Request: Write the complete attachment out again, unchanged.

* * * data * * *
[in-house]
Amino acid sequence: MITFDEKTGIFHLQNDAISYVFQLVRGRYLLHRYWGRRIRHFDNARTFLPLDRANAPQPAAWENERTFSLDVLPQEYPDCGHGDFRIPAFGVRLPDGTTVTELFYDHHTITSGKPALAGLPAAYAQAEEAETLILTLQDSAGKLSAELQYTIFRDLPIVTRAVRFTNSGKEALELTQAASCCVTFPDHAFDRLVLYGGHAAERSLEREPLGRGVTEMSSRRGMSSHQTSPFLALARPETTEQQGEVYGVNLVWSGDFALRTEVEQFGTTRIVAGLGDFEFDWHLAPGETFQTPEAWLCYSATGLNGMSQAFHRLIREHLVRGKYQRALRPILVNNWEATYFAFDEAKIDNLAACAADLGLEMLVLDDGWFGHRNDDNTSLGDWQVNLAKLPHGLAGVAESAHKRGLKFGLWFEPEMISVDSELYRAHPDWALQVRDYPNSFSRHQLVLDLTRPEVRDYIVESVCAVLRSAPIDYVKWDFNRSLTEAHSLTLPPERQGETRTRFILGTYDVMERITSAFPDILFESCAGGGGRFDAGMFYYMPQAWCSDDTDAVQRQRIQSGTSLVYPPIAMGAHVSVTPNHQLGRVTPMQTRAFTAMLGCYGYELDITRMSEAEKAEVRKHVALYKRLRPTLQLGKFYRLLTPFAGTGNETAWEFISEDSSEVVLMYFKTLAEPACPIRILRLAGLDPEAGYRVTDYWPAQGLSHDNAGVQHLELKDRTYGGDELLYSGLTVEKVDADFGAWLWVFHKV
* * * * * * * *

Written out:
[in-house]
Amino acid sequence: MITFDEKTGIFHLQNDAISYVFQLVRGRYLLHRYWGRRIRHFDNARTFLPLDRANAPQPAAWENERTFSLDVLPQEYPDCGHGDFRIPAFGVRLPDGTTVTELFYDHHTITSGKPALAGLPAAYAQAEEAETLILTLQDSAGKLSAELQYTIFRDLPIVTRAVRFTNSGKEALELTQAASCCVTFPDHAFDRLVLYGGHAAERSLEREPLGRGVTEMSSRRGMSSHQTSPFLALARPETTEQQGEVYGVNLVWSGDFALRTEVEQFGTTRIVAGLGDFEFDWHLAPGETFQTPEAWLCYSATGLNGMSQAFHRLIREHLVRGKYQRALRPILVNNWEATYFAFDEAKIDNLAACAADLGLEMLVLDDGWFGHRNDDNTSLGDWQVNLAKLPHGLAGVAESAHKRGLKFGLWFEPEMISVDSELYRAHPDWALQVRDYPNSFSRHQLVLDLTRPEVRDYIVESVCAVLRSAPIDYVKWDFNRSLTEAHSLTLPPERQGETRTRFILGTYDVMERITSAFPDILFESCAGGGGRFDAGMFYYMPQAWCSDDTDAVQRQRIQSGTSLVYPPIAMGAHVSVTPNHQLGRVTPMQTRAFTAMLGCYGYELDITRMSEAEKAEVRKHVALYKRLRPTLQLGKFYRLLTPFAGTGNETAWEFISEDSSEVVLMYFKTLAEPACPIRILRLAGLDPEAGYRVTDYWPAQGLSHDNAGVQHLELKDRTYGGDELLYSGLTVEKVDADFGAWLWVFHKV